With a new financial year upon us, <em>IndustrySearch</em> takes a look at the likely winners and losers across the industrial landscape in the coming 12 months.
In recent years Australia's economy has often been labelled as "two-speed", with mining in overdrive while industrial, commercial and retail sectors remain stuck in low gear.
However the latest findings from research house IBISWorld suggest 2010-11 will see some other markets emerge as front runners in the industrial landscape, even if in dollar terms mining continues to lead the charge.
Developing economies' demand for Australian commodities shows little sign of letting up, according to IBISWord, and despite the high Australian dollar, the coming 12 months will be no different.
Robert Bryant, IBISWorld General Manager, said the combined effects of surging demand and rising commodity prices would see mining
revenues grow 12.9 per cent on the previous 12 months, with revenue reaching a staggering $207.7 billion.
"With close to 70% of the commodities mined exported to foreign markets, the growth of Australia's mining sector is closely linked to international demand," Bryant said.
Oil and Gas
Outside of mining, but still in the allied resources sector, oil and gas production is shaping as the top performing industry sector in 2011-12, with production forecast to grow a whopping 18.3% in the coming 12 months to revenues in excess of $40 billion. And this despite a slide in oil production, Bryant noted.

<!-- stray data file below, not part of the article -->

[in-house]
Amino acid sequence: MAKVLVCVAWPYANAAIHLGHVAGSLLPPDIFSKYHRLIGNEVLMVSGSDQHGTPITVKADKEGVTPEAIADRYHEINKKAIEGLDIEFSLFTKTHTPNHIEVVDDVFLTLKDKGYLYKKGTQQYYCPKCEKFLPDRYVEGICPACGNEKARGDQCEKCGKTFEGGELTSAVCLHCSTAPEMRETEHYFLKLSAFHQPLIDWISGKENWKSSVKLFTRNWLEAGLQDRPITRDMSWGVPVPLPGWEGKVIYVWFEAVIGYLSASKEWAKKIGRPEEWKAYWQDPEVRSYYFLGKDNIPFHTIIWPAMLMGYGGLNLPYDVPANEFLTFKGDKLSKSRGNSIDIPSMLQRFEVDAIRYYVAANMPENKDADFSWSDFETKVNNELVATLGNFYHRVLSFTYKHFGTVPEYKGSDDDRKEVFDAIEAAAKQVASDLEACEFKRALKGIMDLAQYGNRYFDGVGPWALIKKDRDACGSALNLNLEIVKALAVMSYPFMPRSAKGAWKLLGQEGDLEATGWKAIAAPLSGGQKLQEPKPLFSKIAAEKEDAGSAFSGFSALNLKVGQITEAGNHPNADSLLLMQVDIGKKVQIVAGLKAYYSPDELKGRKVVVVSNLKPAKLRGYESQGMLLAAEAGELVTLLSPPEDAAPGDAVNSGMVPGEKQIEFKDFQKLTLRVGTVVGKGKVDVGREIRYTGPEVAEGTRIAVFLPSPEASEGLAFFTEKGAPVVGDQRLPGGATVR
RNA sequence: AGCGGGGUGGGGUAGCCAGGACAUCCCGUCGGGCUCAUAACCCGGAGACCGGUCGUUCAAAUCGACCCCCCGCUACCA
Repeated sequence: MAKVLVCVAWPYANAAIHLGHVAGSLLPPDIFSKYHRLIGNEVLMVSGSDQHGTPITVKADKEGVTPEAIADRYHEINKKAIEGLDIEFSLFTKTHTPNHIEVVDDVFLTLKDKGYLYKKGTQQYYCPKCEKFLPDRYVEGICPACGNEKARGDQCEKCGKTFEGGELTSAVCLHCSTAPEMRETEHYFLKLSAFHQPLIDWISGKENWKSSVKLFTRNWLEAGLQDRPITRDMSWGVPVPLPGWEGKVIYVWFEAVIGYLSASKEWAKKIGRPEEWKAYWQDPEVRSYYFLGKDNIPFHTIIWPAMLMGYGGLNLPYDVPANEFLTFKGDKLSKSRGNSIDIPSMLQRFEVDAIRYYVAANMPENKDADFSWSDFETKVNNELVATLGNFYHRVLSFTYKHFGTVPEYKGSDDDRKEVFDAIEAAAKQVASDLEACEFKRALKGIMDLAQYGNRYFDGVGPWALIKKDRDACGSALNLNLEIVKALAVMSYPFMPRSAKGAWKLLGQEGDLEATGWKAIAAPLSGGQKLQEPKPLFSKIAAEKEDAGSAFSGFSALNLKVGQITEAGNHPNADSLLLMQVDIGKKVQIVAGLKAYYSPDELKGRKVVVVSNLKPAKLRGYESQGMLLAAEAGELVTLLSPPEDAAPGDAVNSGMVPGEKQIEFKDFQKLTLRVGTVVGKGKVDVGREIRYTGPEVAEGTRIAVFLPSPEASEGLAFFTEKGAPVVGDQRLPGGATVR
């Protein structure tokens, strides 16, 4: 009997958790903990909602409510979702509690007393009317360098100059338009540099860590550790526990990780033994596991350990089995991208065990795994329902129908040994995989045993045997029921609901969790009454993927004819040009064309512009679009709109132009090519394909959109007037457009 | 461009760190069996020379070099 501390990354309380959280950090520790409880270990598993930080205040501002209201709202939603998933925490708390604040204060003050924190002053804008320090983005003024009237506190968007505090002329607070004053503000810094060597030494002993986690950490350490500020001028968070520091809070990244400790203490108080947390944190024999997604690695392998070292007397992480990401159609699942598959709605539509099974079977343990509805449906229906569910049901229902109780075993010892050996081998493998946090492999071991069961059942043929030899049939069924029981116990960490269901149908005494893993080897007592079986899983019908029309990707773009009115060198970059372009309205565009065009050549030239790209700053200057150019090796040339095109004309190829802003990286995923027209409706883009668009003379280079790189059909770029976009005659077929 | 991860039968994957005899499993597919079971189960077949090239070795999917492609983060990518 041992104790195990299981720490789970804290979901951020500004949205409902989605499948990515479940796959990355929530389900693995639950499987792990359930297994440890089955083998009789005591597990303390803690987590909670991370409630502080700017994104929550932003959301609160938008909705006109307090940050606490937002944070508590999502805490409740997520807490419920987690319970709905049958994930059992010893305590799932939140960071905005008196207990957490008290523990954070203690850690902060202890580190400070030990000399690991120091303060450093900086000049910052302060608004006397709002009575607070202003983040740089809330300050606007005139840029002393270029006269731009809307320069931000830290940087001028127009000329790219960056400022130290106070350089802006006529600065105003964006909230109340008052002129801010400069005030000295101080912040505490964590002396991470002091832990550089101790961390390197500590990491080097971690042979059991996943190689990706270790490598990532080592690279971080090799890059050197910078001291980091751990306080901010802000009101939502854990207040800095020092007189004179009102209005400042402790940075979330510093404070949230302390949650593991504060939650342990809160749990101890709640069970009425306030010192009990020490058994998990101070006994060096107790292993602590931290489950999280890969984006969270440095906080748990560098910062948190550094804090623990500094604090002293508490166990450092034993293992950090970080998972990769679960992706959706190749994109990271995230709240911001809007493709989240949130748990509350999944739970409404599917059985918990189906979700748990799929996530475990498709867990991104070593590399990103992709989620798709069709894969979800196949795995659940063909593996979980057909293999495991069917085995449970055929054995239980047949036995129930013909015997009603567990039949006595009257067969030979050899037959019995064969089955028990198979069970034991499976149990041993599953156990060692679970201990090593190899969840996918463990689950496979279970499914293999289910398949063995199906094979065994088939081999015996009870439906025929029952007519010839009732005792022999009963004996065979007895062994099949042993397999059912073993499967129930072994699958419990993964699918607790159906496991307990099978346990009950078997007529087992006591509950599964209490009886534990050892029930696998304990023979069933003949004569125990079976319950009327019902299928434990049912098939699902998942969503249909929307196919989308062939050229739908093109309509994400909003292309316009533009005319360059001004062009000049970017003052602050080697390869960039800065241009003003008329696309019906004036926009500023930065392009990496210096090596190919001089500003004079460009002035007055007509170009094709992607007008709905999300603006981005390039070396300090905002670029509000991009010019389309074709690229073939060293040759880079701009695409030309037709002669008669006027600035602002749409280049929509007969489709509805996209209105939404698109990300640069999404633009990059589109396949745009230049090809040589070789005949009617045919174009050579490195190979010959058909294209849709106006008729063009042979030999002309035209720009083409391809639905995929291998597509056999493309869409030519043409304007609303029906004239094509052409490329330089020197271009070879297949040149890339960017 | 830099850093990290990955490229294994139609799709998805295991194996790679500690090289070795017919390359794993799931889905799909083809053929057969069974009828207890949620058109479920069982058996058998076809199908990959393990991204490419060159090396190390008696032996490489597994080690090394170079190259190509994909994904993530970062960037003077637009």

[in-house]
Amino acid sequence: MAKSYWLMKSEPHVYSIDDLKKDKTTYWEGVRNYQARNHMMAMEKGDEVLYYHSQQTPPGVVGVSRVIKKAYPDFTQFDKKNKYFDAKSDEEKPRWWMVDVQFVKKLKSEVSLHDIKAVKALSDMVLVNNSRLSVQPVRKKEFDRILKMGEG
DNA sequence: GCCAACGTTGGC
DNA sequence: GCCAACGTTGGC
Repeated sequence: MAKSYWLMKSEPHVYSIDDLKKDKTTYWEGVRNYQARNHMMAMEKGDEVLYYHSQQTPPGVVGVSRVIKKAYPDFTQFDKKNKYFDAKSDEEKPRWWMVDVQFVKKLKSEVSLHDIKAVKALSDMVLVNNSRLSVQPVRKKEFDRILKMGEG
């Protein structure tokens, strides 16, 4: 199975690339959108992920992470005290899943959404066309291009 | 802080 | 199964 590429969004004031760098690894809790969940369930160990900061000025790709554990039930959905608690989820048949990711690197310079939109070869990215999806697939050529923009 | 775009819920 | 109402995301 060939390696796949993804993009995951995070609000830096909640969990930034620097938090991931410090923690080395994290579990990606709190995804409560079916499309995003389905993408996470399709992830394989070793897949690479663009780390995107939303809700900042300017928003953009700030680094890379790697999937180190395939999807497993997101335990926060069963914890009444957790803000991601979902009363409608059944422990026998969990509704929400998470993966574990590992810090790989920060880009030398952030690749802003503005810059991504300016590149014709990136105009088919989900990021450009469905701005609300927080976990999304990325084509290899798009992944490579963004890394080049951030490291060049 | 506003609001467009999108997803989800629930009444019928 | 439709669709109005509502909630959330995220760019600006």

"Despite the fact that Australia's oil production is falling, gas output has continued to grow strongly, and significant industry growth is expected off the back of higher gas output," Bryant said.
"(This will come) through the discovery of new fields and expanded production at existing fields – and higher prices, which will stimulate revenue."
The sugar manufacturing sector is another area with sweet prospects for the year ahead, with production forecast to grow 16.3%, with revenues in excess of $2.5 billion.
While food processing
will be responsible for some of this growth, in large part it is ethanol demand that will drive the industry forward into 2012.
"Sugar cane can…be used to produce ethanol, and it is this increasing diversion of sugar into ethanol production that is playing a key role in the industry's growth," Bryant said.
"Rising global sugar prices and streamlined production will also play a part in boosting industry revenue."
Farming prospects have seen mixed fortunes in the last 12 months, with floods and live animal export concerns conspiring to make conditions as difficult as ever for Australian farmers.
One area however where IBISWorld does expect to see an uptick in farming performance is in the field of organic farming
, as demand for organic products in Australia is expected to continue to rise, as consumers increasingly factor in the health benefits and environmental impact of their food choices.
Strong growth has been supported by the mainstream acceptance of organic food, with major retailers – such as Coles and Woolworths – extending and promoting their own range of organic produce and products, making them more price competitive and easier for consumers to access.
In particular, Bryant highlighted baby foods as a strong growth area for the organic farming industry.
"The organic labelling system that was rolled out in 2009 is further supporting industry growth – which is forecast to expand by 13% to reach $504 million in 2011-12," Bryant said.
"This system has made organic products easier for consumers to identify, and ensures products meet required definitions and standards.
"And although organic produce currently represents just 1% of farm gate sales, it is growing at a rapid rate off the back of increasing demand."
For those in construction industries